Know the signs: How to tell if your identity is stolen
September 29, 2022
The idea of someone stealing your identity may sound like the plot of a bad film, but this type of crime is a growing problem. There were 226,000 cases of identity theft in the UK in 2021 alone.
With identity theft, the fact that someone is impersonating you online or in real life is often not the worst part. The worst part is often the consequences. They can start using your identity to commit fraud, access credit in your name, clean out your accounts, or severely damage your reputation.
Identity thieves can leave a trail of destruction behind them that is difficult to undo but what are the potentialwarning signs that your identity has been stolen?
1. You notice strange charges on your accounts
A simple form of identity theft is for someone to steal your credit or debit card details. It can happen if you fall victim to a phishing attack or malware. If you notice suspicious charges on your statement that you don’t recognise, call your bank at once. That’s why it’s important to regularly check your statements for any red flags.
2. You’re denied credit
If you’re denied a loan or overdraft application, it may be a sign that someone is using your personal details to obtain credit. They may be racking up debts in your name without your knowledge, which could seriously damage your credit score.
If you’re refused credit, follow up to ask if there’s any reason to be concerned. Another option is to check your credit score to look for anything unusual.
3. People ask you about your social media
If friends or family ask you about unusual activity on your social media account, be sure to investigate it. Your account may have been hacked. Criminals can also clone accounts using the information on an existing account to impersonate you. For individuals that rely on social media for business leads or sales, this can cause significant reputational damage.
One Northern Ireland entrepreneur had to endure multiple fake accounts using his name and images on Instagram, Facebook, Tinder and other dating sites. The scammers responsible were using the accounts to push Bitcoin scams to unsuspecting victims. James Blake warned others to be careful what information they share on social media but acknowledged that it can be an occupational hazard in some professions.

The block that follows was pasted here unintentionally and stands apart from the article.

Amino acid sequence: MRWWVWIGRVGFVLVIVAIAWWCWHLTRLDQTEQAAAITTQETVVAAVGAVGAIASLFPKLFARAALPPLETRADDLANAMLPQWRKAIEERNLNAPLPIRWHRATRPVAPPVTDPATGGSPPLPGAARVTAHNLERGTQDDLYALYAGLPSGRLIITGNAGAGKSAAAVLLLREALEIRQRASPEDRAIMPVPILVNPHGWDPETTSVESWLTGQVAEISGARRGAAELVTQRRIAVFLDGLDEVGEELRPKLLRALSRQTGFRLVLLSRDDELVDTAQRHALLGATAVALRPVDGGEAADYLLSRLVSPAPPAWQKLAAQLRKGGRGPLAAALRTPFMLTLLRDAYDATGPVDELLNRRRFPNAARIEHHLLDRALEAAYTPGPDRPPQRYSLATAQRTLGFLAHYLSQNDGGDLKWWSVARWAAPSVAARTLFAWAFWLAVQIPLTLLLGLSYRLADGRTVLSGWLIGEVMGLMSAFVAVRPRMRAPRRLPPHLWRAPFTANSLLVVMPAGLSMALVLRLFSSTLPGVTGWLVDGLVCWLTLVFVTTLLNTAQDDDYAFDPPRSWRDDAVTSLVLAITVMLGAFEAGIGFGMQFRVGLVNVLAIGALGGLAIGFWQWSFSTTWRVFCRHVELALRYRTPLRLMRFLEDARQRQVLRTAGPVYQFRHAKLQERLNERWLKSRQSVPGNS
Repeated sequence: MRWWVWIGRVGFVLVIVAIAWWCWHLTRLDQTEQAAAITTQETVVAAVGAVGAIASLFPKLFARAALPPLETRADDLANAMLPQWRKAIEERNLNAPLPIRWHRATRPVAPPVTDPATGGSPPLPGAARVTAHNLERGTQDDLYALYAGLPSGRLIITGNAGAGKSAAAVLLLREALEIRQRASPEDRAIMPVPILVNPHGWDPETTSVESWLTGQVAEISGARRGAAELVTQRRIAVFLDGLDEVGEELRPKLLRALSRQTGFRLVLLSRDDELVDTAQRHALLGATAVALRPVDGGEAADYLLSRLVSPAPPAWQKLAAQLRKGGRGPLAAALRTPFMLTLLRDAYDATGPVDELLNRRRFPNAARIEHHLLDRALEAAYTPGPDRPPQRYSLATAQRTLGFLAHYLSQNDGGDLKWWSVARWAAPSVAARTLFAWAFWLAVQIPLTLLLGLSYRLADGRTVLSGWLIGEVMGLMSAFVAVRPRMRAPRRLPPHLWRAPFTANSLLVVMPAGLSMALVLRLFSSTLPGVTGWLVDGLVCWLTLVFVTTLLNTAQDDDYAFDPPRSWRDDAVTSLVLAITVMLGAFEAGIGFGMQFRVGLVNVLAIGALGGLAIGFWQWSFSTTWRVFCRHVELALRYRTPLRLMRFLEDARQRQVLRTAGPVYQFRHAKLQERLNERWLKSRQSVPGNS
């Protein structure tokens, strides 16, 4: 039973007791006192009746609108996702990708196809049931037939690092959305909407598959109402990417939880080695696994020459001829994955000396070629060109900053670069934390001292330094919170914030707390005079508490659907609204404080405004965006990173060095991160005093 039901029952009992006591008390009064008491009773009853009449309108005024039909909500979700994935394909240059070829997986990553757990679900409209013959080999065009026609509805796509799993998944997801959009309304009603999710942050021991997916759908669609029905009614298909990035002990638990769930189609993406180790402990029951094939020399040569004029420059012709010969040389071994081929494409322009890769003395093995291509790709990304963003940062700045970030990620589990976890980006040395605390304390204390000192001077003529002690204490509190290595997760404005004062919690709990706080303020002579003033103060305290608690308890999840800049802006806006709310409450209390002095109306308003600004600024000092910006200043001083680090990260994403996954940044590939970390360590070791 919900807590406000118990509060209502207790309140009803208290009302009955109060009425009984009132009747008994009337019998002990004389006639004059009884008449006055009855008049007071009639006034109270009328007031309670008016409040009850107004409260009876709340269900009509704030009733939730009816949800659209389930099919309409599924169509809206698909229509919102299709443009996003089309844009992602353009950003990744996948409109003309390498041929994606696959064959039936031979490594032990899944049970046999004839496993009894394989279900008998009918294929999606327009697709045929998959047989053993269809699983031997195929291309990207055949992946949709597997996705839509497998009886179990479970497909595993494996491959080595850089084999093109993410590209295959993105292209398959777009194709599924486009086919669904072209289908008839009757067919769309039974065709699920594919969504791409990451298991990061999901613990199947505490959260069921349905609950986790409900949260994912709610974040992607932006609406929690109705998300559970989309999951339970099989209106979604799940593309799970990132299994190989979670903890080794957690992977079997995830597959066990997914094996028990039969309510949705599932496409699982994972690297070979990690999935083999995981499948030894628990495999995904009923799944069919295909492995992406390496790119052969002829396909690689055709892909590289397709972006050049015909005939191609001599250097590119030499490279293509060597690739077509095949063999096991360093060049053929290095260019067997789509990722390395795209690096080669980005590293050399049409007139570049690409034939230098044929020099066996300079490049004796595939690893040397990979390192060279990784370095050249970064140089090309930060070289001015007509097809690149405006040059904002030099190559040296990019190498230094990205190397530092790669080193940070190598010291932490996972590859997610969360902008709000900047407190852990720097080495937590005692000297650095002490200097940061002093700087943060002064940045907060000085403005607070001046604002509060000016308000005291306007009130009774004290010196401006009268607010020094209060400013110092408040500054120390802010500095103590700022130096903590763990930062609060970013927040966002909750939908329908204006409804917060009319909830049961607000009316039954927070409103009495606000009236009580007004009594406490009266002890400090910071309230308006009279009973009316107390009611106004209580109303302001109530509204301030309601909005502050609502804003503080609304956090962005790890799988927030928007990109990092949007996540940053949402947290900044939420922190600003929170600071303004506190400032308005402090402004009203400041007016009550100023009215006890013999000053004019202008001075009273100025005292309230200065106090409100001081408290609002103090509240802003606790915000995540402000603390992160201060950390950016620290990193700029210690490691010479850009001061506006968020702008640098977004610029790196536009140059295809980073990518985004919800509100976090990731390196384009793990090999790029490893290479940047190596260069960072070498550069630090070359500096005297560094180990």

4. You’re contacted about accounts you don’t have
Have you received calls, letters or emails from lenders or service providers that you don’t use? Ironically, it can be easy to dismiss these as a scam. However, it could be that someone has opened an account in your name.
Contact the account provider directly if you receive correspondence related to an account you don’t have. They can tell you whether you need to be worried.
5. Official claims are made in your name
Other types of scams can include unemployment scams, where criminals use your details to claim welfare benefits. Tax identity theft is another scam where criminals file a tax return in your name and make off with your refund. If you receive an unexpected letter about a claim you didn’t make, it should be a red flag.
6. Medical services are accessed in your name
Criminals can even access medical services using your identity. One UK resident realised he was the victim of identity theft when he applied for a Covid vaccination. He was told he had already received it. Further investigation revealed that someone was using his identity to illegally stay in the country.
7. You find your details on the dark web
OK, most people aren’t going to trawl the dark web for signs that their identity has been stolen. But if you find out that your information was involved in a data breach, you can check if it’s ended up on the dark web. That’s where it can be bought or traded by cybercriminals. Dark web monitoring scans the dark web and lets you know if your information is found.
8. Contact from solicitors or debt collectors
One of the worst things about identity theft is you can be oblivious to the damage that’s being done in your name. You may not know about loans that have been issued in your name or fraud that’s been committed until you’re contacted by solicitors or even debt collectors.
Identity theft may be a scary thought but knowing the signs to look out for is almost as important as taking the necessary precautions to help protect yourself. Precaution is the best defence, but early detection can help you to limit the damage. However, it is also important to remember that no one can prevent all cybercrime or identity theft.
Editorial note: Our articles provide educational information for you. NortonLifeLock offerings may not cover or protect against every type of crime, fraud, or threat we write about. Our goal is to increase awareness about cyber safety. Please review complete Terms during enrollment or setup. Remember that no one can prevent all identity theft or cybercrime, and that LifeLock does not monitor all transactions at all businesses.
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